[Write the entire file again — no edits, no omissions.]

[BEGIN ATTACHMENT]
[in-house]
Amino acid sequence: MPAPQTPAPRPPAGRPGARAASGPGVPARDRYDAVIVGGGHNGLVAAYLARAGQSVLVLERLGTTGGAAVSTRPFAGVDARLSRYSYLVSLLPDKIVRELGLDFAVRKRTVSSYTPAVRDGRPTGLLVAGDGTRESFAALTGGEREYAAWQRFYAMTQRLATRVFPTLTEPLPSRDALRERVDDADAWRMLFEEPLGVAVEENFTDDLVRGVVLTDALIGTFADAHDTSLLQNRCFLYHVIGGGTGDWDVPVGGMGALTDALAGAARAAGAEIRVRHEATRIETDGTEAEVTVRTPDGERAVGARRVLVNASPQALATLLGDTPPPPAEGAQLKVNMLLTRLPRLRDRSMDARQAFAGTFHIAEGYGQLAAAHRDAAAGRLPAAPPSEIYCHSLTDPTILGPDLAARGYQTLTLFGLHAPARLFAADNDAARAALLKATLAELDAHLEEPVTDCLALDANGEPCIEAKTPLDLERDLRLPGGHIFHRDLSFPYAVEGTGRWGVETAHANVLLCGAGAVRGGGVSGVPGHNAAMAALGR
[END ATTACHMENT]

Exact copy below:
[in-house]
Amino acid sequence: MPAPQTPAPRPPAGRPGARAASGPGVPARDRYDAVIVGGGHNGLVAAYLARAGQSVLVLERLGTTGGAAVSTRPFAGVDARLSRYSYLVSLLPDKIVRELGLDFAVRKRTVSSYTPAVRDGRPTGLLVAGDGTRESFAALTGGEREYAAWQRFYAMTQRLATRVFPTLTEPLPSRDALRERVDDADAWRMLFEEPLGVAVEENFTDDLVRGVVLTDALIGTFADAHDTSLLQNRCFLYHVIGGGTGDWDVPVGGMGALTDALAGAARAAGAEIRVRHEATRIETDGTEAEVTVRTPDGERAVGARRVLVNASPQALATLLGDTPPPPAEGAQLKVNMLLTRLPRLRDRSMDARQAFAGTFHIAEGYGQLAAAHRDAAAGRLPAAPPSEIYCHSLTDPTILGPDLAARGYQTLTLFGLHAPARLFAADNDAARAALLKATLAELDAHLEEPVTDCLALDANGEPCIEAKTPLDLERDLRLPGGHIFHRDLSFPYAVEGTGRWGVETAHANVLLCGAGAVRGGGVSGVPGHNAAMAALGR